Palawai Basin, Lanai, Hawaii, USA

A View of the Palawai Basin Photo courtesy of Fred E. Woods
A View of the Palawai Basin.
Photo courtesy of Fred E. Woods.

The Palawai Basin was designated as the first gathering place for Hawaiian Latter-day Saints in 1854. It was originally named the Valley of Ephraim and a settlement built there was called the City of Joseph.1 Ephraim Green, a missionary who was put in charge of the settlement, described laying out the city on October 3, 1854 as follows:

“I tuck my cumpas and commenst to lay out a town at the fut of the mountain and laid out one stret runing south to the sea three mildes to a fine litle harbour whare we land out boats hear we intendt to build a store[hou[se] to leave our produse. I then laid out three more streats thruing [turning] the town in to blocks fore acres each with the streats fore rods wide. This is a butiful location for a town.” 2

In the fall of 1857 the missionaries in Hawaii were called back home to Utah, as were many missionaries throughout the world, with the impending difficulties with the United States federal government that developed into the Utah War.

Walter Murray Gibson was sent on a mission by Brigham Young to the Far East and came to the Hawaiian Islands in 1861. He subsequently declared himself the “Chief President of the Islands of the Sea and of the Hawaiian Islands, for the Church of the Latter Day Saints.”3 Afterwards he began selling certificates of membership and offices to members of the Church. Gibson also had the titles of the Church’s property transferred to his own name.

The First Presidency sent a group of brethren consisting of Ezra T. Benson, Lorenzo Snow, Joseph F. Smith, Alma L. Smith and William W. Cluff to investigate Gibson’s activities. Upon arrival to the island of Lanai, Joseph F. Smith described the situation as follows:

“We found that he had ordained twelve apostles. High priests, seventys, elders, bishops, and “priestesses of temples,” all of whom had to pay a certain sum corresponding to the various degrees of honor bestowed upon them….Gibson had bought the district of Palawai (6,000 acres) by the donation of the Saints, assuring them he was doing it all for them for the Church. He persuaded them to give all they had to the Church and made it a test of fellowship….Brothers Benson and Snow required him to sign the land over to the Church as it was deeded to him and his heirs. This he flatly refused to do informing them he should take his own course.” 4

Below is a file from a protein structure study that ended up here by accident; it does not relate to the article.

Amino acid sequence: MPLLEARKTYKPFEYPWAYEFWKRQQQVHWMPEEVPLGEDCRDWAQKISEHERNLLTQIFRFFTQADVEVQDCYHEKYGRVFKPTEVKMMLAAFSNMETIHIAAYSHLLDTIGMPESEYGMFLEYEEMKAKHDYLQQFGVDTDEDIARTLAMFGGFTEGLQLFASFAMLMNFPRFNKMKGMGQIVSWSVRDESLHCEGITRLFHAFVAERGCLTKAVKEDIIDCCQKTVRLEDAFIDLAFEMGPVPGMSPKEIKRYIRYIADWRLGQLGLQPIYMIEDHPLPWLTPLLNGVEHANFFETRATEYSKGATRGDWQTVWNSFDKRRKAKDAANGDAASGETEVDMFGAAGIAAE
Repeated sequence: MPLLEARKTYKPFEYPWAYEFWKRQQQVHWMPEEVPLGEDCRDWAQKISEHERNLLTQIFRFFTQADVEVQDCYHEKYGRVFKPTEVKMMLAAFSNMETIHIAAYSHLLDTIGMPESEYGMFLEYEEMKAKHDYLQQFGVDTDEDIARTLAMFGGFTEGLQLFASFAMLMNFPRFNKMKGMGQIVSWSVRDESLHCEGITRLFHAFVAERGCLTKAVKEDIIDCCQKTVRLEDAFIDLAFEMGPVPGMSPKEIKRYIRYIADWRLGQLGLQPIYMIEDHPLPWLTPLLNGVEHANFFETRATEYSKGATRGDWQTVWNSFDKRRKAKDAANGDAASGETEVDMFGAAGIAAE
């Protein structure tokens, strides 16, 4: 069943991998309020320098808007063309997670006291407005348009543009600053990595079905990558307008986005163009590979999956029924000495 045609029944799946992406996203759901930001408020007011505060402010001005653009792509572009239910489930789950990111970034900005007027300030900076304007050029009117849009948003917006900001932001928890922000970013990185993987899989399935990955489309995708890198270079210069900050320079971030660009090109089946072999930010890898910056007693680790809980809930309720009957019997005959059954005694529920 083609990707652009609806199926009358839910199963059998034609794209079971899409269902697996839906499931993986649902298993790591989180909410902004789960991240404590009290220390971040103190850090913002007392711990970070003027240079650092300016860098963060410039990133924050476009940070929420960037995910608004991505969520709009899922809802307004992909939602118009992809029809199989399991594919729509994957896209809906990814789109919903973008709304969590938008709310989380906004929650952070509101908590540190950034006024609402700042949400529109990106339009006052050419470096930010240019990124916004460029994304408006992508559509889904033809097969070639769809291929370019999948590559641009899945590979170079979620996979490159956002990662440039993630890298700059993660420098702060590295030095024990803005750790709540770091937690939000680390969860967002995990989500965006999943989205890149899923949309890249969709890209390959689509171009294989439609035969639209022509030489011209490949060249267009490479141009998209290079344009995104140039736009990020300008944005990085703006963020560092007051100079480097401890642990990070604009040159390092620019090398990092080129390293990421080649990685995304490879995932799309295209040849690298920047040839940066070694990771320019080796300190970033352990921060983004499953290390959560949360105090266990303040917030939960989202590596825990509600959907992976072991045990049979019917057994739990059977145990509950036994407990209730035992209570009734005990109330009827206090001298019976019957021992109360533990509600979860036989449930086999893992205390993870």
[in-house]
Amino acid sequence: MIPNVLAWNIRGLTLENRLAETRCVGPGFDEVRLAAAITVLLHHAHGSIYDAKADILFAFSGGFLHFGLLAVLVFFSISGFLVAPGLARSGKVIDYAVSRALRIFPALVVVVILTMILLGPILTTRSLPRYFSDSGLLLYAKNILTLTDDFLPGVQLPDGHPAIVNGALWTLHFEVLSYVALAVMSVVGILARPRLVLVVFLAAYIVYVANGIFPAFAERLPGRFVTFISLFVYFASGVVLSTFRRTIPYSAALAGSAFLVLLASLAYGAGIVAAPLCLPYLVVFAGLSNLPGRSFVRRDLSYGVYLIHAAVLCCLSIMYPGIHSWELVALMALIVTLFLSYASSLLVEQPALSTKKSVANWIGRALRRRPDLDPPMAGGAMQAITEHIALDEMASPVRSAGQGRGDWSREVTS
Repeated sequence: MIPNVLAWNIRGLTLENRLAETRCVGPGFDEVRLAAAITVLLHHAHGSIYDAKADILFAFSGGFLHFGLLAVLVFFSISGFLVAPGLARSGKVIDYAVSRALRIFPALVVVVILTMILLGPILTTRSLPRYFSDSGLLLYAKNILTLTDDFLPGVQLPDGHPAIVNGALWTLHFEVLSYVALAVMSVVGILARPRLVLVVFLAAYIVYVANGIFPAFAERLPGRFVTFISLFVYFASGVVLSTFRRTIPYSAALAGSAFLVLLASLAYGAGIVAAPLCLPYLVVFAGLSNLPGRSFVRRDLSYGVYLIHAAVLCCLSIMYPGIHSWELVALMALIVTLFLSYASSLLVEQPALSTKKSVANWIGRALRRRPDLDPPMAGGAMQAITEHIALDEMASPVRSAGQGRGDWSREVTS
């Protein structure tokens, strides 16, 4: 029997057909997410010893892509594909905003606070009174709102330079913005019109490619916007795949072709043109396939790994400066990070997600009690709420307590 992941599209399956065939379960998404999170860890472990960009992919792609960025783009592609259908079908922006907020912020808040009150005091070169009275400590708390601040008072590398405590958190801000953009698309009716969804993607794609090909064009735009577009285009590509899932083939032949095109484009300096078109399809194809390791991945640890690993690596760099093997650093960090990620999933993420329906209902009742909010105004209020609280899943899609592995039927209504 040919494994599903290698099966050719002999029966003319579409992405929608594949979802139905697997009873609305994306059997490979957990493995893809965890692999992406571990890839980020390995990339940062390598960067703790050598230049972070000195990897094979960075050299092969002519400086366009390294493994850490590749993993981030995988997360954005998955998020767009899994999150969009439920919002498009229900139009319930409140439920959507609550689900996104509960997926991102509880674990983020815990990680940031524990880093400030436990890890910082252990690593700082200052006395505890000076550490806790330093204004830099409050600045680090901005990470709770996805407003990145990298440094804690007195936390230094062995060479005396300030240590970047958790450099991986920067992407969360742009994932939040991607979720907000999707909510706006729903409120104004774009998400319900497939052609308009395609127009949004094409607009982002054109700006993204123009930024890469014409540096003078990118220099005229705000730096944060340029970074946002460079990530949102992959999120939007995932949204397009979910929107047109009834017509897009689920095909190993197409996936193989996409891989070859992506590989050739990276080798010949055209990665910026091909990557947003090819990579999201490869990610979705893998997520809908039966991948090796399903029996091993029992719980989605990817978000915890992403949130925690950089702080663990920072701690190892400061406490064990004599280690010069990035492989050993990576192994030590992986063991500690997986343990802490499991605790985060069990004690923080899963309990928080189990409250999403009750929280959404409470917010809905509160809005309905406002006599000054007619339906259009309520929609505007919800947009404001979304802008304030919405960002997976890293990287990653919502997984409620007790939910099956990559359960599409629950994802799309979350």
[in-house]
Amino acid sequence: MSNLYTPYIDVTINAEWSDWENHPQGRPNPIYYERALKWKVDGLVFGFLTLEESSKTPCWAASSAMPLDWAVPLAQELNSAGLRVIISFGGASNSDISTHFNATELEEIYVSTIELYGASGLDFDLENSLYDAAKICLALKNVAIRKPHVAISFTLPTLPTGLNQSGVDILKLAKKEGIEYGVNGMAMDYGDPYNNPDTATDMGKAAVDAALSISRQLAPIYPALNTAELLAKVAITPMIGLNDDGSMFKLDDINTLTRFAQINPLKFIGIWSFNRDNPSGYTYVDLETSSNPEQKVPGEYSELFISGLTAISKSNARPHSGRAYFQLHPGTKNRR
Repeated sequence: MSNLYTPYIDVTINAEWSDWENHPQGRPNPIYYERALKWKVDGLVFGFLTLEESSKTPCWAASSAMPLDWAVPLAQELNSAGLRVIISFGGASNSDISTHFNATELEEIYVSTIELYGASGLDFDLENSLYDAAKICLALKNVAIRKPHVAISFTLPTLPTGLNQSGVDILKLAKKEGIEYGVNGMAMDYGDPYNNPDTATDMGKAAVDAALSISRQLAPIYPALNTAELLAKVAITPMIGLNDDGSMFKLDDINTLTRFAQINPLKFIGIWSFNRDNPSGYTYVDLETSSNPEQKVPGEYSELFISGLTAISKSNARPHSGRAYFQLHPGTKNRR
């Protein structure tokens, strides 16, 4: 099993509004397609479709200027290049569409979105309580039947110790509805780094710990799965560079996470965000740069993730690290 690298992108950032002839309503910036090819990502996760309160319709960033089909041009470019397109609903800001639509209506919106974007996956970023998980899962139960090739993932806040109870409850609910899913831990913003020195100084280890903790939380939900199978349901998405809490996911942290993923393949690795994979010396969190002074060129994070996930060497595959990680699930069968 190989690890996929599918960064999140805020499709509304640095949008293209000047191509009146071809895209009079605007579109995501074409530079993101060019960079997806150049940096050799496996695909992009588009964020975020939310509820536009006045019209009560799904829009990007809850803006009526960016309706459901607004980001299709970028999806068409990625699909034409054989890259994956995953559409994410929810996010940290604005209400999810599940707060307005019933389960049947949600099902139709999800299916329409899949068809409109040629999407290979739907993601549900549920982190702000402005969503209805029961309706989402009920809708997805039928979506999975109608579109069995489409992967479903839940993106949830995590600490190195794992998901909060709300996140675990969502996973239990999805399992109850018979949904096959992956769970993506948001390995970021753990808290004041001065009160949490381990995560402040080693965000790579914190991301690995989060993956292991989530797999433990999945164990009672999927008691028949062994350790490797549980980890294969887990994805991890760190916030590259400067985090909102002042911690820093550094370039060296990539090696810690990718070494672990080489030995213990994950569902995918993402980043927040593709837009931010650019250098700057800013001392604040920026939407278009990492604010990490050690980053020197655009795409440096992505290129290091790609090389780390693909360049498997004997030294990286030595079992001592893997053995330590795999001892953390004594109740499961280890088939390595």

Gibson was excommunicated from the Church, although he retained the land which was purchased under the auspices of the Church. Joseph F. Smith was appointed the local leader and the faithful members relocated to Laie on the island of Oahu where today Brigham Young University-Hawaii, the Polynesian Cultural Center, and a temple is located.

In 2004, the Mormon Pacific Historical Society and the Mormon Historic Sites Foundation erected a monument to the Palawai Saints paying tribute to those early members who established the first gathering place of the Hawaiian Saints. The dedication of those early pioneers helped to establish a foundation of faith which continues today and is exhibited by the faithful Saints of Hawaii.


1 Andrew Jenson, Encyclopedic History of The Church of Jesus Christ of Latter-day Saints (Salt Lake City: Deseret News Publishing Co., 1941), 323.

2 R. Lanier Britsch, Unto the Islands of the Sea: A History of the Latter-day Saints in the Pacific (Salt Lake City: Deseret Book Co., 1986), 113.

3 Walter Murray Gibson., Improvement Era, (December 1900).

4 Britsch, 122.

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Additional Reading

R. Beck, “Palawai Basin: Hawaii’s Mormon Zion,” 1972.
R. Lanier Britsch, Unto the Islands of the Sea: A History of the Latter-day Saints in the Pacific [Salt Lake City: Deseret Book Co.], 1986.

George Q. Cannon, My First Mission, 1879.

Andrew Jenson, “Walter Murray Gibson,” Improvement Era, Vol. Iv., November 1900.

Joseph Fielding Smith, Life of Joseph F. Smith [Salt Lake City: Deseret Book Co.], 1969.

Fred E. Woods, “The Palawai Pioneers on the Island of Lanai: The First Hawaiian Latter-day Gathering Place (1854-1864),” Mormon Historical Studies, Fall 2004, 3.